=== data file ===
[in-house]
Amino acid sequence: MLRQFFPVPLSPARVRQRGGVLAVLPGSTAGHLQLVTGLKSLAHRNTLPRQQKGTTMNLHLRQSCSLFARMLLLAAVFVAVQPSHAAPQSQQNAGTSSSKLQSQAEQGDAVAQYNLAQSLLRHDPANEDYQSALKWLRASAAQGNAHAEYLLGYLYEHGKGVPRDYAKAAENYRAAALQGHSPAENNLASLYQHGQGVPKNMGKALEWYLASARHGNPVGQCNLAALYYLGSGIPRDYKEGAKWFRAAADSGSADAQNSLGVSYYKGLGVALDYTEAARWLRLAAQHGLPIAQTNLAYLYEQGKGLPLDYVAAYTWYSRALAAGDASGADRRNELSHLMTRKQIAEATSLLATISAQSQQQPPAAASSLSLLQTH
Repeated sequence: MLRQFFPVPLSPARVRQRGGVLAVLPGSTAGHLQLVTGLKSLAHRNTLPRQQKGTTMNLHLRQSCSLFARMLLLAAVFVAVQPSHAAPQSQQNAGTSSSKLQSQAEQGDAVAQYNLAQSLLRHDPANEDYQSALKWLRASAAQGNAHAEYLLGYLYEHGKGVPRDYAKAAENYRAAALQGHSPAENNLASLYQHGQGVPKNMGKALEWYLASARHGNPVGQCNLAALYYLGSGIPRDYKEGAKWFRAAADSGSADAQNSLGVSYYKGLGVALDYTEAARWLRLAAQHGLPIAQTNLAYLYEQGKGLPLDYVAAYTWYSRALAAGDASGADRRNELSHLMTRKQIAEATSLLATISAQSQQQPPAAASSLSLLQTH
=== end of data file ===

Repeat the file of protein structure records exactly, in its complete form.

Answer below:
[in-house]
Amino acid sequence: MLRQFFPVPLSPARVRQRGGVLAVLPGSTAGHLQLVTGLKSLAHRNTLPRQQKGTTMNLHLRQSCSLFARMLLLAAVFVAVQPSHAAPQSQQNAGTSSSKLQSQAEQGDAVAQYNLAQSLLRHDPANEDYQSALKWLRASAAQGNAHAEYLLGYLYEHGKGVPRDYAKAAENYRAAALQGHSPAENNLASLYQHGQGVPKNMGKALEWYLASARHGNPVGQCNLAALYYLGSGIPRDYKEGAKWFRAAADSGSADAQNSLGVSYYKGLGVALDYTEAARWLRLAAQHGLPIAQTNLAYLYEQGKGLPLDYVAAYTWYSRALAAGDASGADRRNELSHLMTRKQIAEATSLLATISAQSQQQPPAAASSLSLLQTH
Repeated sequence: MLRQFFPVPLSPARVRQRGGVLAVLPGSTAGHLQLVTGLKSLAHRNTLPRQQKGTTMNLHLRQSCSLFARMLLLAAVFVAVQPSHAAPQSQQNAGTSSSKLQSQAEQGDAVAQYNLAQSLLRHDPANEDYQSALKWLRASAAQGNAHAEYLLGYLYEHGKGVPRDYAKAAENYRAAALQGHSPAENNLASLYQHGQGVPKNMGKALEWYLASARHGNPVGQCNLAALYYLGSGIPRDYKEGAKWFRAAADSGSADAQNSLGVSYYKGLGVALDYTEAARWLRLAAQHGLPIAQTNLAYLYEQGKGLPLDYVAAYTWYSRALAAGDASGADRRNELSHLMTRKQIAEATSLLATISAQSQQQPPAAASSLSLLQTH